We walked to Borough Market, where Ramsay and his tribe do their food shopping. Under its vaulted roof is a church for gourmets. There was a French-windowed restaurant inside the market, buzzing with bankers at lunchtime. Wine and roasts flew fast and furious from kitchen to table. Outside, the raw materials waited: wild boar pâté, bubbling vats of mussels, bright slopes of fruit, barrels heaped with chocolate truffles, slow-moving lobster manacled by string, disk upon disk of cheeses — goat cheeses, Goudas, Stiltons, and the Stinking Bishop, so named because the cheese is washed in the Stinking Bishop pear’s juice. You can wander the market tasting bits and pieces, or buying yourself a streetside meal of roast duck or pancakes. “It’s great for tourists, not good for business”, complained a shopkeeper… “Tourists just look, they don’t buy, and the crowds have scared away regular shoppers.”
The Millennium Dome in early evening was a neighbourhood version of Disneyland. Boiled down to the fundamentals, it was an over-large tent that covered a shopping mall and an amusement park. We were headed for the British Music Experience, an exhibition at the O2 arena (exhibition and concert hall) in the Dome, which turned out to be the gig whose very thought killed Michael Jackson.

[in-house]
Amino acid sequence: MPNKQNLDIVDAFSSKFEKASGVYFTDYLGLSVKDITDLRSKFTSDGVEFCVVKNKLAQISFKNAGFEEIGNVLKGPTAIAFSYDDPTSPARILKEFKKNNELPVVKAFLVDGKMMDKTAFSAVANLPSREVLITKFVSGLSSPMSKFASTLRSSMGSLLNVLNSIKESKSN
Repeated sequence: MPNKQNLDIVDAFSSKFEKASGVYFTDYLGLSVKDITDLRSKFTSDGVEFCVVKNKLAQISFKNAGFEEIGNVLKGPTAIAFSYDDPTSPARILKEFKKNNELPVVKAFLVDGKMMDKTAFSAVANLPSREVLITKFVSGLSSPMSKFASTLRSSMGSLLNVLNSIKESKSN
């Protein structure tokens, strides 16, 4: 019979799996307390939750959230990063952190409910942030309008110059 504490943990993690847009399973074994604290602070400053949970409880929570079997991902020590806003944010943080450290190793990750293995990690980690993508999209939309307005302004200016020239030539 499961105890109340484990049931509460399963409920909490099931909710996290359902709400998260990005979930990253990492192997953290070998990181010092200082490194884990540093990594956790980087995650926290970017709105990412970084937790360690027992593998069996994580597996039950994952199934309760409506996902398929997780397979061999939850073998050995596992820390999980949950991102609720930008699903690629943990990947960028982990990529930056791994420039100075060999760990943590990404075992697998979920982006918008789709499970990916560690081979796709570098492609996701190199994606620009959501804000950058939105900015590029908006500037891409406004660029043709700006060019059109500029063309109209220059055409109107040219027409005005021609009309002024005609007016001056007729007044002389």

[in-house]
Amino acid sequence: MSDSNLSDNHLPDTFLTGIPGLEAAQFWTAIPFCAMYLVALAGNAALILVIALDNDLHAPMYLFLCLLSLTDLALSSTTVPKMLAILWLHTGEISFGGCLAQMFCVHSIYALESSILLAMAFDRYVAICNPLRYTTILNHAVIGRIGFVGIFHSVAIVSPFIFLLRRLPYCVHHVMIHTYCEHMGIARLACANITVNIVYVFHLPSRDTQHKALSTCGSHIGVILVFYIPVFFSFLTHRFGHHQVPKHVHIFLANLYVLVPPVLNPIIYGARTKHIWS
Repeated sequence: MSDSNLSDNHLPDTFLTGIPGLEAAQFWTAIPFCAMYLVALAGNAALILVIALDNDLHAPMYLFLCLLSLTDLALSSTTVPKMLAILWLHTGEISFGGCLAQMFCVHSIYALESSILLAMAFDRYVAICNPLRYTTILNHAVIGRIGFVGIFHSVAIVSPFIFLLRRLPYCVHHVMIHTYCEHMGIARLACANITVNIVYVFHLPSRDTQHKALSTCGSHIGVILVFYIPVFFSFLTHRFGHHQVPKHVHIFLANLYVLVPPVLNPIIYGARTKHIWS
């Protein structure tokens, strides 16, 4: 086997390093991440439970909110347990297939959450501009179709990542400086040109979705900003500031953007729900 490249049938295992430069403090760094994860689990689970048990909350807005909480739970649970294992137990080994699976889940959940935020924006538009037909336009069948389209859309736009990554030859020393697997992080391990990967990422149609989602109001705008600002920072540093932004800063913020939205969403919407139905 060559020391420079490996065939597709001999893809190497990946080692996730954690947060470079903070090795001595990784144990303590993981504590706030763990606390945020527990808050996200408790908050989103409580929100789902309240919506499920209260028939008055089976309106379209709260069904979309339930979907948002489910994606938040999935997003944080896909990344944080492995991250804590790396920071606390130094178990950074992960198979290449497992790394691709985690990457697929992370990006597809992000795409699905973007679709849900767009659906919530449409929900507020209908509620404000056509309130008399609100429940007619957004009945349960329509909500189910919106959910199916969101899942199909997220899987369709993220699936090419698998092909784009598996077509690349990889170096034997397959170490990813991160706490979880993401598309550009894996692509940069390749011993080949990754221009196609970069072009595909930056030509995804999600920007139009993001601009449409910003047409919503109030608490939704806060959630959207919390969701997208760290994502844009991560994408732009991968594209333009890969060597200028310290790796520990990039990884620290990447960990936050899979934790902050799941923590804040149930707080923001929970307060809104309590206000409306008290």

By this time we were all tired from our flights, ill-tempered and sleep-deprived. Even so, the O2 woke us up, restoring us with music. Talismanic skirts and shirts and drums stood in glass cases: the flute Ian Anderson had played! David Bowie’s costume! You could swipe your smart ticket on screens for information and commentary. It was a technological wonderland. The still flute in a glass case began to play in your ear, the voices of your idols materialised on demand. You could dance before a camera that recorded you and then played you back in 3D laser images. We discovered that most of the women didn’t mind looking like fools before a camera. The men did. And Miss Okinawa did. She had vanished.
The next day we found her, in a demure skirt and blouse ensemble. All the women were toppling about in very high heels in readiness for our audience with Prince Philip. Miss Okinawa wore sensible shoes. Her only sign of rebellion was that tropical bag. She spoke little, perhaps because of a language problem. Or she just preferred silence.